The Africa Green Revolution Forum, held last month in Accra, Ghana, outlined a series of concrete steps to transform African agriculture. The Forum was attended by national leaders, farmer groups, researchers, development specialists and representatives of government agencies and the private sector. The partners reiterated their commitment to scale up investments in research and infrastructure, and to improve the availability of seed, fertilizer and other agricultural inputs. They also pledged support for the new Impact Investment Fund for African Agriculture, which will help farmers and agri-businesses to access finance.
Concluding the meeting, Mr Kofi Annan, former UN Secretary General and now Chair of the Alliance for the Green Revolution in Africa (AGRA), said: “I am thrilled to see that a genuine, collective, all-inclusive movement has emerged.” He was particularly encouraged by the presence of every stakeholder group, from farmers to bankers and business leaders. Mr Annan highlighted two areas as being key to food security in Africa – improved water productivity and integrated crop-livestock systems. ICARDA is well placed to contribute to technology initiatives in both areas.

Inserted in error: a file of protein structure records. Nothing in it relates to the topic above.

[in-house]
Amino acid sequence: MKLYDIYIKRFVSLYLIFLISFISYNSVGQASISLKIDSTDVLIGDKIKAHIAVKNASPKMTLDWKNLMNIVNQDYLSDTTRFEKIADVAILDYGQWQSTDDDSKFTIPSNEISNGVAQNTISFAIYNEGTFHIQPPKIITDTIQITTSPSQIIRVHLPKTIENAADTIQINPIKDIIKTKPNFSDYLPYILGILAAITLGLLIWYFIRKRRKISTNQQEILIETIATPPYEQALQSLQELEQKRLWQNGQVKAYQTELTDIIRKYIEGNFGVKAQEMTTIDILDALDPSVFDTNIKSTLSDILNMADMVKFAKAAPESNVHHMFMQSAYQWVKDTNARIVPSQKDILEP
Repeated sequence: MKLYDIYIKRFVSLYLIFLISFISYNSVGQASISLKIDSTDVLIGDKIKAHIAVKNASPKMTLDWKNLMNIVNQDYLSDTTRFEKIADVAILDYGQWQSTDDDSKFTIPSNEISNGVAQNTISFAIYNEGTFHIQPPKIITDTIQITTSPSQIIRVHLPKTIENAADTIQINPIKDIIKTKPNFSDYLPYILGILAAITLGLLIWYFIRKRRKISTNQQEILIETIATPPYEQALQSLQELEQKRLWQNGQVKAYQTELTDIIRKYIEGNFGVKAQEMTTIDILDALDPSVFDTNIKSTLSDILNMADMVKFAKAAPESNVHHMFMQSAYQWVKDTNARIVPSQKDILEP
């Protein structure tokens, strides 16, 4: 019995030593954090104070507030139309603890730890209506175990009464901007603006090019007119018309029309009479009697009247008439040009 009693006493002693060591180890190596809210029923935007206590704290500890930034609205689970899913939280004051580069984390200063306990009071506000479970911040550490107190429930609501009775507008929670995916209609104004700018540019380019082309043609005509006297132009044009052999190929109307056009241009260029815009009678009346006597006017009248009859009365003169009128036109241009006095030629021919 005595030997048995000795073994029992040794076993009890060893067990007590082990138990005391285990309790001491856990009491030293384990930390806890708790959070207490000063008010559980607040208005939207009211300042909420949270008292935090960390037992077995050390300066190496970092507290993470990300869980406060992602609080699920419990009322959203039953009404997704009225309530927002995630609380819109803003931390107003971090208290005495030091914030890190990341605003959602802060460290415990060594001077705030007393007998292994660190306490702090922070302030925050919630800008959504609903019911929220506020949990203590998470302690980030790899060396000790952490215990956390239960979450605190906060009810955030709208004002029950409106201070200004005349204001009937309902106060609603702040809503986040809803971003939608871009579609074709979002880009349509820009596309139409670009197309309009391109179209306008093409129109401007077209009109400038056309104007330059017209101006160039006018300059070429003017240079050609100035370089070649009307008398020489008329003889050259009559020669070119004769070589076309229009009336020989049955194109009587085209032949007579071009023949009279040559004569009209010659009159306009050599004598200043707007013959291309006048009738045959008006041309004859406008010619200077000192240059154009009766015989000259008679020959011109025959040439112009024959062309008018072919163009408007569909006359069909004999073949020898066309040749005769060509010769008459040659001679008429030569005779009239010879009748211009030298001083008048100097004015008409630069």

ICARDA was represented at the meeting by Dr Kamil Shideed, Assistant Director General for International Cooperation and Communications. Dr Shideed described a number of currently available technologies tailored to conditions in Africa, and the potential entry points to scale out these technologies for maximum impact. Key areas include seed production and delivery systems, on-farm water management, food legumes and crop-livestock integration. The meeting also helped identify specific areas where ICARDA and AGRA could work together. An AGRA team will visit ICARDA’s headquarters to develop a formal program of collaboration.